Types of Acne Scars And Treatments
Acne scars are red, or hyperpigmented marks on the skin that occurs after an acne lesion has healed. It is actually not a scar, but rather a post-inflammatory change. The redness or hyperpigmentation is seen as the skin goes through its healing and remodeling process, which takes approximately 6-12 months. If no more acne lesions develop in that area, the skin can heal normally. Any color change or skin defect still present after 1 year is considered to be a permanent defect or scar.
Acne Scar Classifications
Icepick - Narrow, sharp scars that make the skin appear as if it has been punctured with an icepick. Icepick scars are usually too deep to correct with skin resurfacing treatments such as dermabrasion or laser resurfacing.
Boxcar - Round to oval depressions that have sharp vertical edges. Unlike icepick scars, they do not taper to a point at the base. Shallow boxcar scars can usually be treated with conventional skin resurfacing techniques. Deep boxcar scars require full-thickness treatment techniques.
Rolling - Occur as a result of tethering of otherwise normal-appearing skin to the subcutaneous tissue below. This process gives the skin a rolling or undulating appearance. Conventional skin resurfacing techniques do not work on rolling scars. They must be corrected by breaking up the subcutaneous fibrous bands.
Acne Scar Treatment Procedures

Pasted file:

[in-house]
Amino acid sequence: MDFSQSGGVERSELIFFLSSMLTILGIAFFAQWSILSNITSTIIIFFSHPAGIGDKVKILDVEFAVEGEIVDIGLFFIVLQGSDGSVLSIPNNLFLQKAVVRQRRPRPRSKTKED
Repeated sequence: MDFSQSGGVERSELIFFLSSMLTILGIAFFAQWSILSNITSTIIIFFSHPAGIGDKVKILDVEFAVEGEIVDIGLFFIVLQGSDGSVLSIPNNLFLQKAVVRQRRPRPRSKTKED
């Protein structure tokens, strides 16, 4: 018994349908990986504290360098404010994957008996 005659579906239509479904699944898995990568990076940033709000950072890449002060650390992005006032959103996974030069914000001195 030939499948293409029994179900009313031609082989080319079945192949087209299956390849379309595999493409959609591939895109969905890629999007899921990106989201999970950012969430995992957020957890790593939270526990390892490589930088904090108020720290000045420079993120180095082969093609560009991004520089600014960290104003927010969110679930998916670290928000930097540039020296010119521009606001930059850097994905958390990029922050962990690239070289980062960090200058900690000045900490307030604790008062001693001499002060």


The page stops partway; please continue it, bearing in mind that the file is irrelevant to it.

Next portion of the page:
There are numerous procedures that can be used to correct acne scars. Each procedure has its own risks and benefits, and several procedures are normally combined to create the smoothest appearing skin.
Dermal Fillers - Dermal fillers are injected into acne scars to raise the surface of the skin and give it a smoother look. The injection of dermal fillers does not permanently correct acne scars, so further injections are necessary.
Punch Excision - Used on deep scars such as icepick and deep boxcar scars. Under local anesthesia, the scar is excised with a punch tool and the skin edges are sutured together. The newly produced scar eventually fades and may not be noticeable. If it is noticeable, it is more amenable now to resurfacing techniques.
Punch Elevation - Used on deep boxcar scars that have sharp edges and normal appearing bases. The same punch tool is used to excise the base of the scar leaving the walls of the scar intact. The excised base is then elevated to the surface of the skin and attached with sutures, steri-strips, or skin glue called Dermabond.
Subcutaneous Incision - Used to break up the fibrous bands that cause rolling scars. Subcision is performed under local anesthesia by inserting a specially beveled needle under the skin so that it is parallel to the skin surface. Staying in the plane between the dermis and the subcutaneous tissue, the needle is gently advanced and retracted in a piston-like motion cutting the tethering bands.
Laser Resurfacing - Work by essentially burning the top layers of skin to a precise depth. The skin then heals replacing the burned layers with newer appearing skin.
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